It’s the time of year when high school seniors have sent in their college applications and are waiting for acceptance letters. Depending on the colleges they have applied to, they may already have gotten acceptance letters and are now trying to make the very important decision of choosing where to go. These are my tips for choosing a college.
Tip #1: Look at your financial aid package. Are there any colleges you know you definitely can’t afford? As much as we want to pick the right college for us, if that college is going to land you tens of thousands (or hundreds of thousands) dollars in debt, it probably isn’t worth it. If you haven’t already, this is the point you should really talk to your parents to determine what their expectations are in terms of paying for college.
Tip #2: Stats and facts about your college can be helpful, but don’t depend entirely on them. Make sure you visit the colleges you are considering, and if possible, do an overnight. The best way to determine if a college is for you is by visiting the college. If you can, also try to sit in on a class within the major you are considering. If you are comfortable, ask students around campus specific questions.
Tip #3: Think really hard about the kind of college experience you want. Are there certain clubs and activities you really want to participate in college? Maybe you are really interested in intramural or club sports or really love debating. Make sure the college has those things.
Tip #4: Look at the strength of particular programs at the college. If you are going for business, do they have a good business program? If you are going into a field where accreditation is important, then be sure to check the program is accredited.
Tip #5: Consider your impression of the college when you visited. Did you feel comfortable there? Did people seem friendly? What was your gut reaction? If you’re not sure and it’s possible, visit the college again.
Tip #6: Consider the size of the college. There is obviously a huge difference in 20,000 students and 1,000 students, but there is also a pretty distinct difference between 1,500 students and 4,000 students. While some people love huge colleges, I knew that I wanted a personalized approach, so I chose a college with only 1,200 students. The bigger the college, the more likely that you will have large lecture classes and the less likely to have opportunities to get to know your professors and classmates. Small class sizes often mean more discussion-based classes. Know what works best for you and take that into consideration.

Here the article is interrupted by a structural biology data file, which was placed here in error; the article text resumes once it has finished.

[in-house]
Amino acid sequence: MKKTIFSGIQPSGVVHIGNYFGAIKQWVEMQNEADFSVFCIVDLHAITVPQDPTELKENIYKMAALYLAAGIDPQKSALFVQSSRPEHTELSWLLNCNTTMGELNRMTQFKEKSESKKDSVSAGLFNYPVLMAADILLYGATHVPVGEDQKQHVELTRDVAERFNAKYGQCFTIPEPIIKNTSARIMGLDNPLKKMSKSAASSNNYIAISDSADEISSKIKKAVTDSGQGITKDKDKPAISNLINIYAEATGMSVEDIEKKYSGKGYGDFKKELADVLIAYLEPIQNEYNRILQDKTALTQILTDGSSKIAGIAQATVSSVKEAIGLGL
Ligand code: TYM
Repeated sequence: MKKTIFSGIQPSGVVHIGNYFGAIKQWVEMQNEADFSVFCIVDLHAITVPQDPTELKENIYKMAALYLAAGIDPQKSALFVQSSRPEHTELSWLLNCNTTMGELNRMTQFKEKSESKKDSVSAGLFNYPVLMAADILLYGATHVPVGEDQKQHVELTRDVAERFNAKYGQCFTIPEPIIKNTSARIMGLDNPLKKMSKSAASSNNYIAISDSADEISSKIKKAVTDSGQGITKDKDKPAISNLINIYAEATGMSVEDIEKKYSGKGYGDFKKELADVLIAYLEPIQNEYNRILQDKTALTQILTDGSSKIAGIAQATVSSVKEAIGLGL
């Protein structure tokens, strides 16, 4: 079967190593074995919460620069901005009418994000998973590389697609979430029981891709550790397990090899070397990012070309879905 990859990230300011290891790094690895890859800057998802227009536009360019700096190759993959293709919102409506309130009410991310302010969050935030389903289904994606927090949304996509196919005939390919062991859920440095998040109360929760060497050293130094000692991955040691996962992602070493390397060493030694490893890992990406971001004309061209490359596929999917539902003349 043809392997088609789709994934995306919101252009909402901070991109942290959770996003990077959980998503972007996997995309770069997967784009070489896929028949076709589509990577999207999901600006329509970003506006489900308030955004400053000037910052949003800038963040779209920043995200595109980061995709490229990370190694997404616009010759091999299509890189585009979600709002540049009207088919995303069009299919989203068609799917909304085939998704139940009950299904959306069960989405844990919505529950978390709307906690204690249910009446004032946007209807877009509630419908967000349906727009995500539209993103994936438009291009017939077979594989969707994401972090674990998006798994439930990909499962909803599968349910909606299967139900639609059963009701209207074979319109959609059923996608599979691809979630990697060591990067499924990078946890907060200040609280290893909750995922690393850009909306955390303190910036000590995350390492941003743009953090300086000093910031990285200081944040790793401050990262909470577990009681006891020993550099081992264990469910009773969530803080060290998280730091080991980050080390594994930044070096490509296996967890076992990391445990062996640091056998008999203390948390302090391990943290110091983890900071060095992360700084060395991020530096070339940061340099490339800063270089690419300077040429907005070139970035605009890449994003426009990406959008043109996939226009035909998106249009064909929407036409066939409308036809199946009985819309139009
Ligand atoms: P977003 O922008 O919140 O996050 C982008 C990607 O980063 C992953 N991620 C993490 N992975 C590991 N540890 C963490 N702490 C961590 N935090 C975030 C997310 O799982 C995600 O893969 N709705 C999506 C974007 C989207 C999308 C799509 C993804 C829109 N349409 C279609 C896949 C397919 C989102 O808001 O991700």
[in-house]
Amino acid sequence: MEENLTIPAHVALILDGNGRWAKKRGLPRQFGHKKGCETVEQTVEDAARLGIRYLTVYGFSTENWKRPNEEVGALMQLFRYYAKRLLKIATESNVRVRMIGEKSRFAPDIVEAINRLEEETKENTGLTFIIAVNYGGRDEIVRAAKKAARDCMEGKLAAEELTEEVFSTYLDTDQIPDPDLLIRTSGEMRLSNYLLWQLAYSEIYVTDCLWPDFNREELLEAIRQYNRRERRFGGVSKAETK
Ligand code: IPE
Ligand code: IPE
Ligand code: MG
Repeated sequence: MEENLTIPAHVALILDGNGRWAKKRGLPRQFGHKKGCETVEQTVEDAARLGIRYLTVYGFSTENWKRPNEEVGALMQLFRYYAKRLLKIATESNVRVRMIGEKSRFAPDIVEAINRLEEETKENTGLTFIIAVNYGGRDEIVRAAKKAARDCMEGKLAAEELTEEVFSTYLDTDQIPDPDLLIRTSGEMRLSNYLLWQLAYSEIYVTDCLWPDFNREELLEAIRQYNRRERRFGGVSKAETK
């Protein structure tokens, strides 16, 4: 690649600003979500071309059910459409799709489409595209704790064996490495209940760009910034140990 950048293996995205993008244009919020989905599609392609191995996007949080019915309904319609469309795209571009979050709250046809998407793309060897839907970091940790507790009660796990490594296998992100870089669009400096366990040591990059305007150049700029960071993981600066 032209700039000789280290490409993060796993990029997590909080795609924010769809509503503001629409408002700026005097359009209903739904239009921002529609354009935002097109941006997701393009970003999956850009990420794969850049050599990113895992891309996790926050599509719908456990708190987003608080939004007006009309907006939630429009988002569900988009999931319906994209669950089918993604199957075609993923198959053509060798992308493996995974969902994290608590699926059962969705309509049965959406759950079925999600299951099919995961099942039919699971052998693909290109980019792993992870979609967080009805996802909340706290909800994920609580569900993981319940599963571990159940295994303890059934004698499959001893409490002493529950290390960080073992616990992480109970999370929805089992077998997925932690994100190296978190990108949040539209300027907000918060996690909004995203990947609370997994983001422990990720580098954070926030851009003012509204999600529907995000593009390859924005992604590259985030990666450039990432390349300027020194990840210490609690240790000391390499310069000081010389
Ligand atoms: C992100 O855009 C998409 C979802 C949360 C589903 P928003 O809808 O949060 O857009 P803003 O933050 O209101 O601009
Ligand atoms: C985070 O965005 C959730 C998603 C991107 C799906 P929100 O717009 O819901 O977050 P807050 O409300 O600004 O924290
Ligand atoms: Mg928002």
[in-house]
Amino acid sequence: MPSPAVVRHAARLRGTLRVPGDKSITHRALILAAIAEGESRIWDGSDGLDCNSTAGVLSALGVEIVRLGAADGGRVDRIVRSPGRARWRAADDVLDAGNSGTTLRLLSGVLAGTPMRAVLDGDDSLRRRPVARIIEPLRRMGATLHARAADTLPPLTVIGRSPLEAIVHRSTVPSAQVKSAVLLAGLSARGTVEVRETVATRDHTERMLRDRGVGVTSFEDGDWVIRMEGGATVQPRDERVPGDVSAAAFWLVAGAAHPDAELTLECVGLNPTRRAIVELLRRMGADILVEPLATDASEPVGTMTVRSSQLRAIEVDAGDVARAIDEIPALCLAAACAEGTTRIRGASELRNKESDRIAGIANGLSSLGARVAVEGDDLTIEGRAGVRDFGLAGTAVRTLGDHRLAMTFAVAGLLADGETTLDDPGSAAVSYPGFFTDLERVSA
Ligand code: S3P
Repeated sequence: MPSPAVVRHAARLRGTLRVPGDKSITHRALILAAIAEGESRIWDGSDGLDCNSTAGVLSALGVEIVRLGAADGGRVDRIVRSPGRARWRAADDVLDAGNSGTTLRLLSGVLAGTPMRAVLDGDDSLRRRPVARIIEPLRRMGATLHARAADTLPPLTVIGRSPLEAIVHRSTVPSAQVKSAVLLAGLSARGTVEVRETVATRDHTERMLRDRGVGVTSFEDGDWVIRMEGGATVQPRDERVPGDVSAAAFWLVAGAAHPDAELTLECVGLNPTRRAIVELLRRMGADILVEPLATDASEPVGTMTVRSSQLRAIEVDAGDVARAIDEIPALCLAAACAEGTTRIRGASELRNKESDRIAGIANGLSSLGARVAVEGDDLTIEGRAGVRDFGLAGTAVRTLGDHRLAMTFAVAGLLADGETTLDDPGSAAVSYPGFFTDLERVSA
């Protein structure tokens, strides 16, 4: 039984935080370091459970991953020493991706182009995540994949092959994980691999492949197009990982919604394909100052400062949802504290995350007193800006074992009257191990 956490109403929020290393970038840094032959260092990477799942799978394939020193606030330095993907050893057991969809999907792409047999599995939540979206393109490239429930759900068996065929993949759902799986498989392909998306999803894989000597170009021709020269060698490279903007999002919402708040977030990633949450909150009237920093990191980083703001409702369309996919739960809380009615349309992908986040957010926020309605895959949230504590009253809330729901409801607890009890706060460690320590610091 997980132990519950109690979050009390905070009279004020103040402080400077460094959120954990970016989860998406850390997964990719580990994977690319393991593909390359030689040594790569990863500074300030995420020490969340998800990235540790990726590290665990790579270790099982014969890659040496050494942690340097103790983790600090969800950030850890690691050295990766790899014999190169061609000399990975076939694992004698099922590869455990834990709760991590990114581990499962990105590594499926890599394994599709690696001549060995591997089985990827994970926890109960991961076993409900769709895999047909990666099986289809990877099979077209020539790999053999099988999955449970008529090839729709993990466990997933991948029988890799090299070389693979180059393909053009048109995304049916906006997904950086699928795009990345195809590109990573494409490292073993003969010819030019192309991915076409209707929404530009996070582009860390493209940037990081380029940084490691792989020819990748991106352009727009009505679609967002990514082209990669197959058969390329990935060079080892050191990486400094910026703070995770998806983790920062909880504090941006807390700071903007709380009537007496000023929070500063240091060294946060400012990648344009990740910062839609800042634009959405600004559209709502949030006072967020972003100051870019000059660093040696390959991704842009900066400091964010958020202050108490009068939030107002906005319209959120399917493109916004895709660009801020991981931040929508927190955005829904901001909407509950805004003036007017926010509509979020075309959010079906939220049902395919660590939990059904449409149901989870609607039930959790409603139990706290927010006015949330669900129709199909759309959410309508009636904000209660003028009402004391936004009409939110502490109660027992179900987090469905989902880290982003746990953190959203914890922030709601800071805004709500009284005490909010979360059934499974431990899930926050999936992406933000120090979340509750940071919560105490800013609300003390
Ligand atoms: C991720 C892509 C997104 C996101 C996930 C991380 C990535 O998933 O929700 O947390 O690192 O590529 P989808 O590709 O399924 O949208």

Tip #7: Don’t rule out a college just because it’s close to home. If it’s a good college and has everything else you’re looking for, it might actually be a good choice. That said, I do think distance from home is important to consider. If you’re more than 3 hours away, chances are you will be unable to go home at any time other than breaks, so if you think you might want to take a weekend trip home every once in awhile, you’ll probably want to be closer than that.
Tip #8: Look at where the college is located. Is it in the middle of a city or out in the middle of nowhere? Are there things that college students might be interested in nearby? If it’s located in a city or town, what is the surrounding area like? Although I love my college, one of the downsides is that it is located in a pretty bad neighborhood and there isn’t easy access to hiking trails (something I would really love). If you’re outdoorsy, are the outdoors really accessible? If you love shopping, are stores close enough?
Tip #9: Don’t pick a college based solely on its academics, or solely on its size, or solely on the clubs available. Just because a school is know for its academics doesn’t necessarily mean you’ll love it (and the same goes for clubs/sports/the “type” of college/etc.). Take into consideration all of the various aspects that make that college the college it is. Is there good balance between everything? Are you going to have access to a quality education and also be able to have a good time?
Tip #10: One of the most important things to remember is that life is often what you make it, so choosing the “right” college doesn’t really matter all that much. Wherever you end up, make the most of this experience- pretty soon you’ll be off on your own in the real world!